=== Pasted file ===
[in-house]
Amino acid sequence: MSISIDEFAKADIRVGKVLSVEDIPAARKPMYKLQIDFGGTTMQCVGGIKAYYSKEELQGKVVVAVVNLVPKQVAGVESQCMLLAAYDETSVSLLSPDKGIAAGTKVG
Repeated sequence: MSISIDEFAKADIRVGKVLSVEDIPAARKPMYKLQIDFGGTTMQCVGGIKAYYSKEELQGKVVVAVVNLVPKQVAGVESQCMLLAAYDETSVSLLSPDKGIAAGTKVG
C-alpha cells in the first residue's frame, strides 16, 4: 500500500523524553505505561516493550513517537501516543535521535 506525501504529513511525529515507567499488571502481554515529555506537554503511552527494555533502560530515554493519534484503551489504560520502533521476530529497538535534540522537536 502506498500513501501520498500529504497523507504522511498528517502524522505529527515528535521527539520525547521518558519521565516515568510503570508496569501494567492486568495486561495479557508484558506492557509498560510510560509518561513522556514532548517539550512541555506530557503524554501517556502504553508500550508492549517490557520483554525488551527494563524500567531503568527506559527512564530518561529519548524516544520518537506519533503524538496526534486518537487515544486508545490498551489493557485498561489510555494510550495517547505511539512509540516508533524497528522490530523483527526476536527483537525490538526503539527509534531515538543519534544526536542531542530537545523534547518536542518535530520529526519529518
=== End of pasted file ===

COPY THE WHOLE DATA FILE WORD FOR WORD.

[in-house]
Amino acid sequence: MSISIDEFAKADIRVGKVLSVEDIPAARKPMYKLQIDFGGTTMQCVGGIKAYYSKEELQGKVVVAVVNLVPKQVAGVESQCMLLAAYDETSVSLLSPDKGIAAGTKVG
Repeated sequence: MSISIDEFAKADIRVGKVLSVEDIPAARKPMYKLQIDFGGTTMQCVGGIKAYYSKEELQGKVVVAVVNLVPKQVAGVESQCMLLAAYDETSVSLLSPDKGIAAGTKVG
C-alpha cells in the first residue's frame, strides 16, 4: 500500500523524553505505561516493550513517537501516543535521535 506525501504529513511525529515507567499488571502481554515529555506537554503511552527494555533502560530515554493519534484503551489504560520502533521476530529497538535534540522537536 502506498500513501501520498500529504497523507504522511498528517502524522505529527515528535521527539520525547521518558519521565516515568510503570508496569501494567492486568495486561495479557508484558506492557509498560510510560509518561513522556514532548517539550512541555506530557503524554501517556502504553508500550508492549517490557520483554525488551527494563524500567531503568527506559527512564530518561529519548524516544520518537506519533503524538496526534486518537487515544486508545490498551489493557485498561489510555494510550495517547505511539512509540516508533524497528522490530523483527526476536527483537525490538526503539527509534531515538543519534544526536542531542530537545523534547518536542518535530520529526519529518